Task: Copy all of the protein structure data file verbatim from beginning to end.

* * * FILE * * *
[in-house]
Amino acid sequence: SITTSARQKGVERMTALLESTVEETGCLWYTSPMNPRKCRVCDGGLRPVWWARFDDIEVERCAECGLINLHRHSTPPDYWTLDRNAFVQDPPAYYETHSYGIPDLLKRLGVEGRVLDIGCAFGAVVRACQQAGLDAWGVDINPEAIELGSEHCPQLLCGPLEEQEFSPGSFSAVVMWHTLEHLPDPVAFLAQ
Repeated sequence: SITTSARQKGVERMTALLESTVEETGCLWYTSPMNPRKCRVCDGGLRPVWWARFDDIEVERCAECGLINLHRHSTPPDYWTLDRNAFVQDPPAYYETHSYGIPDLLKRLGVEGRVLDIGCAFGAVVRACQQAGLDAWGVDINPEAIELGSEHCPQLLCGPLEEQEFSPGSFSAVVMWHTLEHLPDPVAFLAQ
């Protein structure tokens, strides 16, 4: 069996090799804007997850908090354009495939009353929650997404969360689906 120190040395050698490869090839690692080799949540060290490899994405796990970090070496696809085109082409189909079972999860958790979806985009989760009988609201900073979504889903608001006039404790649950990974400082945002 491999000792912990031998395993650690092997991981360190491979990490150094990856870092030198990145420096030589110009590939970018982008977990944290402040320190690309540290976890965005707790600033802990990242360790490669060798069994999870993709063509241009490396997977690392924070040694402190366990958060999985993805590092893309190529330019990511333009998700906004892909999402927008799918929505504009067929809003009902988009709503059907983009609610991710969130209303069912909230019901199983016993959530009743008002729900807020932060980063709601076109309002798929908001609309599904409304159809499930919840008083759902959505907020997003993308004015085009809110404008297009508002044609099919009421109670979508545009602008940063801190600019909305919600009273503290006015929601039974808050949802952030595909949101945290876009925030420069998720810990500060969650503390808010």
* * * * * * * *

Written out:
[in-house]
Amino acid sequence: SITTSARQKGVERMTALLESTVEETGCLWYTSPMNPRKCRVCDGGLRPVWWARFDDIEVERCAECGLINLHRHSTPPDYWTLDRNAFVQDPPAYYETHSYGIPDLLKRLGVEGRVLDIGCAFGAVVRACQQAGLDAWGVDINPEAIELGSEHCPQLLCGPLEEQEFSPGSFSAVVMWHTLEHLPDPVAFLAQ
Repeated sequence: SITTSARQKGVERMTALLESTVEETGCLWYTSPMNPRKCRVCDGGLRPVWWARFDDIEVERCAECGLINLHRHSTPPDYWTLDRNAFVQDPPAYYETHSYGIPDLLKRLGVEGRVLDIGCAFGAVVRACQQAGLDAWGVDINPEAIELGSEHCPQLLCGPLEEQEFSPGSFSAVVMWHTLEHLPDPVAFLAQ
């Protein structure tokens, strides 16, 4: 069996090799804007997850908090354009495939009353929650997404969360689906 120190040395050698490869090839690692080799949540060290490899994405796990970090070496696809085109082409189909079972999860958790979806985009989760009988609201900073979504889903608001006039404790649950990974400082945002 491999000792912990031998395993650690092997991981360190491979990490150094990856870092030198990145420096030589110009590939970018982008977990944290402040320190690309540290976890965005707790600033802990990242360790490669060798069994999870993709063509241009490396997977690392924070040694402190366990958060999985993805590092893309190529330019990511333009998700906004892909999402927008799918929505504009067929809003009902988009709503059907983009609610991710969130209303069912909230019901199983016993959530009743008002729900807020932060980063709601076109309002798929908001609309599904409304159809499930919840008083759902959505907020997003993308004015085009809110404008297009508002044609099919009421109670979508545009602008940063801190600019909305919600009273503290006015929601039974808050949802952030595909949101945290876009925030420069998720810990500060969650503390808010």